So we were swimming around in key competancies! I have more of the book to read and I know this is going to help me in developing my own and students capabilities.

     

  • Paul Scott, Mercury Bay Area School (View all users posts) 13 Oct 2014 5:03pm ()

    How about this for a 'wicked problem'?:

    http://www.risingsealevelsmbas.blogspot.co.nz/

    I have been supporting a beginning teacher who has been working 1:1 with a L2 student on an Education for Sustainability achievement standard. Co-constrcuting the activity and supporting the student has been quite time consuming. [The beginning teacher is Thomas Everth and he has not needed much in the way of 'support', he is totally embracing authentic learning! A name to watch out for now and in the future!]

    Yet again the key competencies emerge but we have not consciously identified or planned for these. 

    It might be worthwhile trying to identify and discuss them with the student at the end of this assessment? The capabilities are probably (but not wanting to assume) clearer to the teacher than the student. How about some sort of a matrix for the capabilities - is there soemthing we could use at this stage?


  • Paul Scott, Mercury Bay Area School (View all users posts) 16 Oct 2014 4:27pm ()

    Hi Rose!

    In my comment I was talking about ‘key competencies’ in general.

    I am mindful the role that the ‘Science Capabilities’ play in exploring wicked problems and this is where I have most confidence. What strikes me is that ‘Key competencies’ are also coming into play alongside the ‘Science Capabilities’- they blur. Seems rather obvious when I actually stop to think!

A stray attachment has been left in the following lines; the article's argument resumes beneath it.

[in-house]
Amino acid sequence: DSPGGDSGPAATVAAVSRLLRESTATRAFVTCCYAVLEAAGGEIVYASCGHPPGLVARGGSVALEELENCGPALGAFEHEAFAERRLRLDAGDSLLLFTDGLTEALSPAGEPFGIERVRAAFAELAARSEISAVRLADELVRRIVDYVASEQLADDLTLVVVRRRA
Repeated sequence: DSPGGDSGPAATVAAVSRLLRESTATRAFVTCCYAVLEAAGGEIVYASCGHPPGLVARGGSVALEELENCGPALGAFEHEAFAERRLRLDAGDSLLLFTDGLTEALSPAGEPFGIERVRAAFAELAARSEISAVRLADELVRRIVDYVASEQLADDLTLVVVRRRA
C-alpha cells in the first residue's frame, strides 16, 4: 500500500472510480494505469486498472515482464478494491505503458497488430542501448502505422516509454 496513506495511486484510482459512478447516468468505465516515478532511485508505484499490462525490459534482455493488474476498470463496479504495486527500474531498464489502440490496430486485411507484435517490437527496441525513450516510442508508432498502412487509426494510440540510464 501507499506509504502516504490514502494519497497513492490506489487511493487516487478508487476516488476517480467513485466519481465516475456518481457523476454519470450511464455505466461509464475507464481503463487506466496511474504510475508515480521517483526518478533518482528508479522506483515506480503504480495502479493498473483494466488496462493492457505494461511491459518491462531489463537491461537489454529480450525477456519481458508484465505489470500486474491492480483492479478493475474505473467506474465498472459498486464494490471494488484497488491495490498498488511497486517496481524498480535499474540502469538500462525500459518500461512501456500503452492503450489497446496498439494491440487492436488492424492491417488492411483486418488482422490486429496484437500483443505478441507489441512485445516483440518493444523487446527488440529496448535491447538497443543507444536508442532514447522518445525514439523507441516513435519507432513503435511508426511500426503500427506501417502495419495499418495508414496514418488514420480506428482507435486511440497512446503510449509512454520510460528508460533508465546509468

The Science Capabilities have been helpful and I have been able to adapt them. For example working with a group of Y8 students only yesterday… we looked at the particle model (video/notes/quiz) and then students were asked “What would happen to the mass of a coke bottle when the top was unscrewed and the gas escapes”. Students were asked to “agree” with one of three hypothesis which involved a gain / loss / or no mass change to the bottle of cola. They were asked to draw a particle model diagram to help articulate their thinking. There was a diversity of ideas amongst the group, each idea being respected, and a willingness to have an open-mind. We will collect evidence by way of an illustrative experiment next week and those who got the wrong answer will be able to change it based on the evidence!

    I read an article of yours some time ago about ‘capabilities’ versus ‘competencies’ and I took from it the travel metaphor – capabilities suggesting a journey as opposed to competencies suggesting a destination or end point.

    The NZASE article is very helpful in “joining up the dots” between science strands and I really need to look at the KC & Effective pedagogy project!

    I would like to focus more consciously on the more personal ‘key competencies’. I think a guided self-assessment is best here and the role of a ‘coach’. That makes me think of Guy Claxton who talks about learning dispositions - I dipped into this 2 or 3 years ago now! I do like the way that ELLI makes some attempt at ‘measuring’ capabilities – a tool to start and carry on conversations. I have not taken the opportunity to use ELLI.

    I do like the backward mapping idea. My Y10 students have just completed the Schoolgen carbon footprint inquiry and it would be useful to have some ‘future focus’ discussions with them. As you point out some tool or framework to help both students and teachers would be useful.

  • Paul Scott, Mercury Bay Area School (View all users posts) 16 Oct 2014 4:38pm ()

    Hi Camilla

    I 'liked' your public spaces inquiy.

    It might interest you to know that in the UK there is a debate about banning smoking in outdoor public spaces.

    http://www.dailymail.co.uk/news/article-2793232/ban-smoking-public-parks-england-s-senior-doctor-warns-lighting-public-places-encourages-children-habit.html

    There is bound to be some better journalism than the Daily Mail but this is what google picked up first!